Some of the words Callista is mastering (she added "gingerbread men" because we made them today).
One beauty of homeschooling, is I can be certain my children never get "lost." Last Spring we began using the Spalding Method for our reading and spelling. It is also called The Writing Road to Reading.
There are so many things I love about the program.
1. I understand so much about the English language that I didn't before.
2. My articulation and pronunciation are vastly improved.
3. I can purchase everything I need, if I don't have the time to make it.
4. It has wonderful assessment tools to gauge progress.
Last Spring I bought the Kindergarten, First Grade and Second Grade teachers manuals ($70 a piece but they should get some good use over the years). We jumped around until I found the perfect place to begin each of the girls. I actually began Callista in the First Grade, but decided it was moving too quickly for her attention span. I adjusted her to about midway through the Kindergarten. Ellery began right in the Second Grade.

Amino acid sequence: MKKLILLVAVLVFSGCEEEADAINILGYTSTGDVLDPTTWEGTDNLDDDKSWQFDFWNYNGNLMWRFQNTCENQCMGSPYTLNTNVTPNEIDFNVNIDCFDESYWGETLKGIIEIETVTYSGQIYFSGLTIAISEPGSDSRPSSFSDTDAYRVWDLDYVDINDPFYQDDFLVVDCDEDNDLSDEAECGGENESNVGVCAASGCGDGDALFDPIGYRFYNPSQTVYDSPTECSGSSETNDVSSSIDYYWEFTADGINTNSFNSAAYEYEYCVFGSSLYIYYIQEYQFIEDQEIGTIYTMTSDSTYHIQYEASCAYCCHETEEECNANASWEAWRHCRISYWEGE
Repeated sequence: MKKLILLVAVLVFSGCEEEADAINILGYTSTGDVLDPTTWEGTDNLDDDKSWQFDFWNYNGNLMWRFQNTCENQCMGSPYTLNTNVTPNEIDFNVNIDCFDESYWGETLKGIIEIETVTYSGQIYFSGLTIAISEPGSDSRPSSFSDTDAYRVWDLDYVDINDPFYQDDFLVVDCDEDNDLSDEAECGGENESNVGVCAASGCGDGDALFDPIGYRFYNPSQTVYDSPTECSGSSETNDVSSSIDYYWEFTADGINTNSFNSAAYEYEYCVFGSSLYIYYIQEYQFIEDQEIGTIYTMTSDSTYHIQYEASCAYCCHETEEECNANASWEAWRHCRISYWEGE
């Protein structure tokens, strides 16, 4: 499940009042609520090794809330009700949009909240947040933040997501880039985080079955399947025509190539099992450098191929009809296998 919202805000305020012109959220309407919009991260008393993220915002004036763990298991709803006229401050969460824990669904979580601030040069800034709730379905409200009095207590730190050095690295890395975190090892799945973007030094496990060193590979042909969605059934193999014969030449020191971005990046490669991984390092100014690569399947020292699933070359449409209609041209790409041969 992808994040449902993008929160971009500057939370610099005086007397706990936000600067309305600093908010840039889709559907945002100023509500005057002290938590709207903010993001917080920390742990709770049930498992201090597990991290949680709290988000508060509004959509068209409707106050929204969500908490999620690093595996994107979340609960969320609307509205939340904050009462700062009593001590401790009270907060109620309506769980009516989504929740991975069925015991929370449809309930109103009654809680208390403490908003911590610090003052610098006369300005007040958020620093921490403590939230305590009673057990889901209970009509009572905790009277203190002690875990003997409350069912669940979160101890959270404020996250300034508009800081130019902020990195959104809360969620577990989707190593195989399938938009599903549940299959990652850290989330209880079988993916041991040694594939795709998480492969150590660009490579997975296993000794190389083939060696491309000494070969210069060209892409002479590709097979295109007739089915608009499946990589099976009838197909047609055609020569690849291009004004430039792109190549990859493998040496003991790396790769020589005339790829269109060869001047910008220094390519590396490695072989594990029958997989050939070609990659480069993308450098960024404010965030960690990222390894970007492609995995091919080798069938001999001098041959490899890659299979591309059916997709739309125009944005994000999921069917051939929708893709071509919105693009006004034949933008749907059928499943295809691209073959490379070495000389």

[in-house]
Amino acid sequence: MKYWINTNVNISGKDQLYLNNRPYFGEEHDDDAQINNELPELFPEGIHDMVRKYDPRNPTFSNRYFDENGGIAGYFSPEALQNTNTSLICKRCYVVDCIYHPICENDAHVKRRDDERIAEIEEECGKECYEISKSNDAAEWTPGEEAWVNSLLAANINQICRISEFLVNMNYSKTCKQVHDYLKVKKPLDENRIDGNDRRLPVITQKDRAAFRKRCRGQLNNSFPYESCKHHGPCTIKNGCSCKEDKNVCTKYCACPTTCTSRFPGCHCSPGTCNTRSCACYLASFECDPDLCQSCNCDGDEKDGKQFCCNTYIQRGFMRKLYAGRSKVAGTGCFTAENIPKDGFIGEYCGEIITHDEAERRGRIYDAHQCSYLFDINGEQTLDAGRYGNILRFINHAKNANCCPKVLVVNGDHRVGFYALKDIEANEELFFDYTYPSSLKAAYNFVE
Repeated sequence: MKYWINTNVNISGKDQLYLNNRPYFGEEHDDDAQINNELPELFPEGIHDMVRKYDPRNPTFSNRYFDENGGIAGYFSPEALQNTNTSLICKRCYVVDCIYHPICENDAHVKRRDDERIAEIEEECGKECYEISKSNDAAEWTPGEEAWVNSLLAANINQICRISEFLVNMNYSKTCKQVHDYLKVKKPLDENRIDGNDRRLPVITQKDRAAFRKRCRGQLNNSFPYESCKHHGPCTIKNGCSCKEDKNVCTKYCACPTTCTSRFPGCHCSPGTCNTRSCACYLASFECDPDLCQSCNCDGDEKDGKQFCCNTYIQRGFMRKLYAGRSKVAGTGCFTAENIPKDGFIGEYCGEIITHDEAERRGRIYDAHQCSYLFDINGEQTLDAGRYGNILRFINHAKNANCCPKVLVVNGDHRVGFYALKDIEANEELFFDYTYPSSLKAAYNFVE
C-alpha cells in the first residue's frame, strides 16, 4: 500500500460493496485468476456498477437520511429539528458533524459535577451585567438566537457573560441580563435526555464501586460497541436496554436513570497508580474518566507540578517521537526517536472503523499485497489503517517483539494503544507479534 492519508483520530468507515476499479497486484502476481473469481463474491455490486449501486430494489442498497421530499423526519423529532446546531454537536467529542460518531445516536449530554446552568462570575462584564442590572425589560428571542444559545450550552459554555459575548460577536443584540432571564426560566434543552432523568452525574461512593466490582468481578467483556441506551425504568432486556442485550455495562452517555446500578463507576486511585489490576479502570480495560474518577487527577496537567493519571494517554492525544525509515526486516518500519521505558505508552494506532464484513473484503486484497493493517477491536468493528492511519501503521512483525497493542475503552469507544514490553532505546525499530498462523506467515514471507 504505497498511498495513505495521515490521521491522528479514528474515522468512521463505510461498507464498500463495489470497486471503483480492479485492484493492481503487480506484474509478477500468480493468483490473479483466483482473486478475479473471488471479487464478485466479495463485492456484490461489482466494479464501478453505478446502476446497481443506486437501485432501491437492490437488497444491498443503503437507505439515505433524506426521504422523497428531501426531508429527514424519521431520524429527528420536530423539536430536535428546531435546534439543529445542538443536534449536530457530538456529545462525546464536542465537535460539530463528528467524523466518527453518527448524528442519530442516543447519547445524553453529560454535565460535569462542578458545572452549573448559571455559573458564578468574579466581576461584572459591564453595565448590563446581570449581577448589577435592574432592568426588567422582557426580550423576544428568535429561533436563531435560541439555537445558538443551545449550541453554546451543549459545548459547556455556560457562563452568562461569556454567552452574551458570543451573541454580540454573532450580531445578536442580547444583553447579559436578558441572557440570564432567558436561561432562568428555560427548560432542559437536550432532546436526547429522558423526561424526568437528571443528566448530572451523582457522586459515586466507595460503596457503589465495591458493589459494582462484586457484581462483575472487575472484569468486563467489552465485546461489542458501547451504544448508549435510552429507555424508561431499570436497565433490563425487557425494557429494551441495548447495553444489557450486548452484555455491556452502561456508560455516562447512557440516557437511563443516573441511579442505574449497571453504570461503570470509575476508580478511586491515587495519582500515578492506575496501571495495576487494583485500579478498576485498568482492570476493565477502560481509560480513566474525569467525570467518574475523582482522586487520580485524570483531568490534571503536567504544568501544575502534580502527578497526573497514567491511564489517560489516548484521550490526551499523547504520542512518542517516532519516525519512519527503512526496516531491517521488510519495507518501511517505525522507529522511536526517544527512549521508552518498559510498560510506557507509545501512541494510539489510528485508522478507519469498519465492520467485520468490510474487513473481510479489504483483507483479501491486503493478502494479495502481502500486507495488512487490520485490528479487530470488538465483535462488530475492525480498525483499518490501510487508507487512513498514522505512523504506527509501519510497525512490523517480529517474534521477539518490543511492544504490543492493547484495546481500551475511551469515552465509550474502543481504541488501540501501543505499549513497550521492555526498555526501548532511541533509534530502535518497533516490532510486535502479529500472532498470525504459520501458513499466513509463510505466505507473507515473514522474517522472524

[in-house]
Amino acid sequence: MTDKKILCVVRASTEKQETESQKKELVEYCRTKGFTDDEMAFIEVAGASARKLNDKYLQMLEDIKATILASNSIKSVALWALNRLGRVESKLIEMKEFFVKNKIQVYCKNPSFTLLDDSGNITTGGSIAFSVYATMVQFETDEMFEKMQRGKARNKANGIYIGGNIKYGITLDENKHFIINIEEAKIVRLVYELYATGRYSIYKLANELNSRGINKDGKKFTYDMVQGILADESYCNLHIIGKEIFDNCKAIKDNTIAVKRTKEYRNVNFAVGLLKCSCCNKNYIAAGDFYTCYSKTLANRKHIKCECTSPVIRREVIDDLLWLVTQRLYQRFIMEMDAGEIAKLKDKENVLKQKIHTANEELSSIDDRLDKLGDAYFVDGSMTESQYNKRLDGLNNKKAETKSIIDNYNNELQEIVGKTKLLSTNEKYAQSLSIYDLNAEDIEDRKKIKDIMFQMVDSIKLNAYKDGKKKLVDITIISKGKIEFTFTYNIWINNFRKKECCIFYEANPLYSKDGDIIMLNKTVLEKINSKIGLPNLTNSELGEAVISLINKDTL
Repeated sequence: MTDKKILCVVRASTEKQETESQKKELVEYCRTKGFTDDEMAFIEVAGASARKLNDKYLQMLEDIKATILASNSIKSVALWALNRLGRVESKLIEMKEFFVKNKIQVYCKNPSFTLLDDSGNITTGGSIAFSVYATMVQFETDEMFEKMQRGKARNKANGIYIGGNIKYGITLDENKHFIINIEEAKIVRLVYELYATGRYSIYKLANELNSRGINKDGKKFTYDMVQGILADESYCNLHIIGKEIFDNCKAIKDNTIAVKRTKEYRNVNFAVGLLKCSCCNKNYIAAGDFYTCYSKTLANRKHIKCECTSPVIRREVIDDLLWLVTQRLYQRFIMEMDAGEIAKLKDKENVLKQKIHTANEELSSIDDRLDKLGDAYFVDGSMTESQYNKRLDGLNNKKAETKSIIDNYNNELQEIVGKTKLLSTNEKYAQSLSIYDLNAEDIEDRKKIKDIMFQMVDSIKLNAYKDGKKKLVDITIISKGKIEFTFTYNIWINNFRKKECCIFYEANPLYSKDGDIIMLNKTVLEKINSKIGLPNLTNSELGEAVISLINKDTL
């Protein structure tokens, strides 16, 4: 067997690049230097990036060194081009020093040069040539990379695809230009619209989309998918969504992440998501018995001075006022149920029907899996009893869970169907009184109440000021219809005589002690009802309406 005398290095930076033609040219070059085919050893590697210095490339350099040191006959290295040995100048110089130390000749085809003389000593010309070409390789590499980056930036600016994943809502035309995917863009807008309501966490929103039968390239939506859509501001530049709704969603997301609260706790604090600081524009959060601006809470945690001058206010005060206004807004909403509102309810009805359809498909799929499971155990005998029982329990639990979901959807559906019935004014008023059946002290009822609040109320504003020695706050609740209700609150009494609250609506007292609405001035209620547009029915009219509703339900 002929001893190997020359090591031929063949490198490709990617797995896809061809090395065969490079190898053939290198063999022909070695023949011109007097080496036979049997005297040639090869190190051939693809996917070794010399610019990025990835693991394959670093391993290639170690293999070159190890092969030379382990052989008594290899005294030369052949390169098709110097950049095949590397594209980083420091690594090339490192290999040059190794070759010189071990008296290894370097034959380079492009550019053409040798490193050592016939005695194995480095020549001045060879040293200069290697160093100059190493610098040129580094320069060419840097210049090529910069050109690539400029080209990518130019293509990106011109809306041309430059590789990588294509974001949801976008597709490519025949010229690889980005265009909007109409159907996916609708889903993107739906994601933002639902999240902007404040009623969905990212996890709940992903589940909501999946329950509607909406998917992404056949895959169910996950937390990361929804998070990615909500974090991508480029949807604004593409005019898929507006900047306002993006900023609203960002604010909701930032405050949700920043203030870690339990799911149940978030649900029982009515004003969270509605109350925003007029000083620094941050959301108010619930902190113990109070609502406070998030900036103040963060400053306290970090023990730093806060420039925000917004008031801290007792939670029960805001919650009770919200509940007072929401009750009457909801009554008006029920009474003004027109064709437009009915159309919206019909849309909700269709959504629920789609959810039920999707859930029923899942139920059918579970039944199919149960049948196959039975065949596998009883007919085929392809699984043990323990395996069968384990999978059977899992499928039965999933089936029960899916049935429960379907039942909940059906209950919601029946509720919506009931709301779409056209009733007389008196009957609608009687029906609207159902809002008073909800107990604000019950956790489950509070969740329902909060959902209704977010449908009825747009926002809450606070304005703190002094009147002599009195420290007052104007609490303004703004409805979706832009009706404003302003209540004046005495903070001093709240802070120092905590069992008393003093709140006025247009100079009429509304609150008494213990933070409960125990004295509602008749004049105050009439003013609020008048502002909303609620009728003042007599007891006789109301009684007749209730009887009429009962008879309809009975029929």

A month ago I was worried about retention. So we decided to take the last 3 or 4 weeks to master our Notebooks. Creating a spelling notebook is an integral part of this program. There are very specific marking and rule systems the children learn.
It feels a bit intense as a parent to learn, but once you get it, it is simple.
I love the flexibility of stopping for review whenever we want, catering exactly to my children's needs and learning styles. Ellery usually learns 30 new words a week, and Callista 15. However, with such a fast pace, I think the breaks for review are a great breather.
I told the girls we will continue with new words when their entire notebooks are mastered. This is a powerful method to teach reading. In fact, you don't teach to read at all, the children just start reading as they learn to spell. I have been amazed at how Callista has picked it up. She is already where Ellery was this time of year in first grade. I can't wait to start Emmett in this program in a couple years, without confusing him with other less precise phonics programs I have used in the past.
If I had a dollar for every time Ellery wrote an "r" for "er" I would be rich. "R says er." is just one example of the incorrect ways we teach (or at least I taught) our children to spell.
I alter the program to fit our needs. It is far too long and intense for a homeschool setting. I leave out the majority of the grammar I feel is nonessential until they are older. I make my own literature selections. I use the readings in McCall-Crabbs for narration. I read them once and the girls listen carefully. Then they repeat the story with names, orders, and essential details. They are nearly word perfect. Much better than I am.